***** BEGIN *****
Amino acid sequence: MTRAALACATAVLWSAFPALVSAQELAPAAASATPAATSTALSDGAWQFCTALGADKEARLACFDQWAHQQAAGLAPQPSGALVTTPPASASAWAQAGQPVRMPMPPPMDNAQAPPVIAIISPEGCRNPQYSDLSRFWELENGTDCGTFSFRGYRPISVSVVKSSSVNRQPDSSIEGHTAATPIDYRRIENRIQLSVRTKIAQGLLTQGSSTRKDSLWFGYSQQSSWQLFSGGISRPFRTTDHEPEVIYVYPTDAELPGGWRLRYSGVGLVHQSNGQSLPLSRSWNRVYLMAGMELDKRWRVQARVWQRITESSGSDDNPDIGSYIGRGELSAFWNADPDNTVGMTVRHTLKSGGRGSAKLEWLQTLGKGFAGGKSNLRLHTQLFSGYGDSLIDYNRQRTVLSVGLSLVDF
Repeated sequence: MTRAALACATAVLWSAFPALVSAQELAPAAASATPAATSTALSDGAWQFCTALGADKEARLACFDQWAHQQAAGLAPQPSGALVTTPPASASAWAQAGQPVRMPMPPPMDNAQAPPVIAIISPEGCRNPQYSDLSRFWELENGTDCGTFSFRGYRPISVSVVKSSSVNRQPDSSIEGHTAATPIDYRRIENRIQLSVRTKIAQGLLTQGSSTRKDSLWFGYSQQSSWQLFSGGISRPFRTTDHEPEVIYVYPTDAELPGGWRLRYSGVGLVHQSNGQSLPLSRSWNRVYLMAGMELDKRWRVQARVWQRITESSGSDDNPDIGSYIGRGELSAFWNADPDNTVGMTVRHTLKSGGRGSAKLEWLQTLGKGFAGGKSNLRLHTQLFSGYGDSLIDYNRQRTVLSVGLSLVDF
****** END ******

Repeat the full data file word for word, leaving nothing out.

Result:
Amino acid sequence: MTRAALACATAVLWSAFPALVSAQELAPAAASATPAATSTALSDGAWQFCTALGADKEARLACFDQWAHQQAAGLAPQPSGALVTTPPASASAWAQAGQPVRMPMPPPMDNAQAPPVIAIISPEGCRNPQYSDLSRFWELENGTDCGTFSFRGYRPISVSVVKSSSVNRQPDSSIEGHTAATPIDYRRIENRIQLSVRTKIAQGLLTQGSSTRKDSLWFGYSQQSSWQLFSGGISRPFRTTDHEPEVIYVYPTDAELPGGWRLRYSGVGLVHQSNGQSLPLSRSWNRVYLMAGMELDKRWRVQARVWQRITESSGSDDNPDIGSYIGRGELSAFWNADPDNTVGMTVRHTLKSGGRGSAKLEWLQTLGKGFAGGKSNLRLHTQLFSGYGDSLIDYNRQRTVLSVGLSLVDF
Repeated sequence: MTRAALACATAVLWSAFPALVSAQELAPAAASATPAATSTALSDGAWQFCTALGADKEARLACFDQWAHQQAAGLAPQPSGALVTTPPASASAWAQAGQPVRMPMPPPMDNAQAPPVIAIISPEGCRNPQYSDLSRFWELENGTDCGTFSFRGYRPISVSVVKSSSVNRQPDSSIEGHTAATPIDYRRIENRIQLSVRTKIAQGLLTQGSSTRKDSLWFGYSQQSSWQLFSGGISRPFRTTDHEPEVIYVYPTDAELPGGWRLRYSGVGLVHQSNGQSLPLSRSWNRVYLMAGMELDKRWRVQARVWQRITESSGSDDNPDIGSYIGRGELSAFWNADPDNTVGMTVRHTLKSGGRGSAKLEWLQTLGKGFAGGKSNLRLHTQLFSGYGDSLIDYNRQRTVLSVGLSLVDF